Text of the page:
with crimes there, are known to the Latvian authorities to have
joined the "Dniester SSR" paramilitary force. (Vladimir Socor)




EASTERN EUROPE


BALTIC STATES


LANDSBERGIS WANTS EXTRADITION OF SOVIET OFFICIALS. Lithuanian
Supreme Council Chairman Vytautas Landsbergis has asked RSFSR
President Boris Yeltsin for the extradition of more than 20 persons
believed to have been involved in fatal clashes in Lithuania
earlier this year, Western agencies reported on December 18.
The listincludes former USSR Defense Minister Dmitrii Yazov,
former Soviet KGB chief Vladimir Kryuchkov, former Lithuanian
Communist Party leader Mikolas Burokevicius, and leaders of OMON.
The Lithuanian authorities want to bring to justice thoseresponsible
for the killings of civilians in January and the slaying of border
guards in the summer. (Dzintra Bungs)

OMON ACCUSED OF MEDININKAI KILLINGS. Radio Riga reported on December
18 that Lithuanian Prosecutor General Arturas Paulauskas is seeking
seven members of OMON for the slaying of seven border guards
at the Medininkai customs post on July 31. According to information
provided by the one surviving border guard, some of the attackers
came from the Vilnius OMON base, and others from the Riga OMON
base. (Dzintra Bungs)

LATVIA CONCERNED OVER SOVIET MILITARY THREAT. While visiting
the United States, Andrejs Krastins, Deputy Chairman of the Latvian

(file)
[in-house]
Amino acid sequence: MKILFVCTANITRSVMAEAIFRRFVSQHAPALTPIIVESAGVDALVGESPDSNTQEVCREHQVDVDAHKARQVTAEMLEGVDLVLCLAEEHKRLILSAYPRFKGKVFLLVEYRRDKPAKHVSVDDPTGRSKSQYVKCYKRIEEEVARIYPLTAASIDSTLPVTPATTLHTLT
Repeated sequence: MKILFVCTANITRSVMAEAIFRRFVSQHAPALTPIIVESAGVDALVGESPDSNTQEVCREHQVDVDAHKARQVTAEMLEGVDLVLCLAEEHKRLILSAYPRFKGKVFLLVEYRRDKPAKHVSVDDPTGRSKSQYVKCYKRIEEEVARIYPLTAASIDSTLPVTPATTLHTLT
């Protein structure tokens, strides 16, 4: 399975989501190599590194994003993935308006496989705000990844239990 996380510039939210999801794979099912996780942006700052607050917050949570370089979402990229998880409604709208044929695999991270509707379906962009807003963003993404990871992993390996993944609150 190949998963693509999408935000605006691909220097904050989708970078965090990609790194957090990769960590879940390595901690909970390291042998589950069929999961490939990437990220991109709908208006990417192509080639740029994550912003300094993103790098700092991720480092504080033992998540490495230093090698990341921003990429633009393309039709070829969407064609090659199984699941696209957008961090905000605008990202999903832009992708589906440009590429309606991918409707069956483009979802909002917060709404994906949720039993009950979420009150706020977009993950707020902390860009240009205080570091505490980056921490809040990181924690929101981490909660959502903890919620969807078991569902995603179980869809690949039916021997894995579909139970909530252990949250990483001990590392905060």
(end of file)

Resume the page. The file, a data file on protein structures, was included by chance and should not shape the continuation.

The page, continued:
Supreme Council, told the press on December 18 that Latvia is
in "a crisis situation" and needs Western help to bolster its
security. He said that Riga is still a hotbed of Soviet military
espionage and KGB operations. He added that Soviet military officers
and pensioners have formed organizations intended to destabilize
Latvia and that these organizations are closely allied with extremist
organizations in Russia. He noted that while he did not know
of any Soviet nuclear weapons deployed in Latvia, he could not
rule out the possibility that tactical weapons are located on
Soviet bases there, reported RFE/RL corespondent in Washington
on December19. (Dzintra Bungs)

ESTONIA JOINS NUCLEAR NONPROLIFERATION TREATY. On December 18
Estonia took definitive steps to join the treaty on nuclear arms
nonproliferation, according to Estonian and BALTFAX dispatches
that day. A resolution on the issue was endorsed by the Estonian
Supreme Council on December 18. After the resolution is signed
by Supreme Council Chairman Arnold Ruutel, the document will
be sent to the governments of the treaty signatory countries,
which include the United States, Great Britain, and the USSR.
(Dzintra Bungs)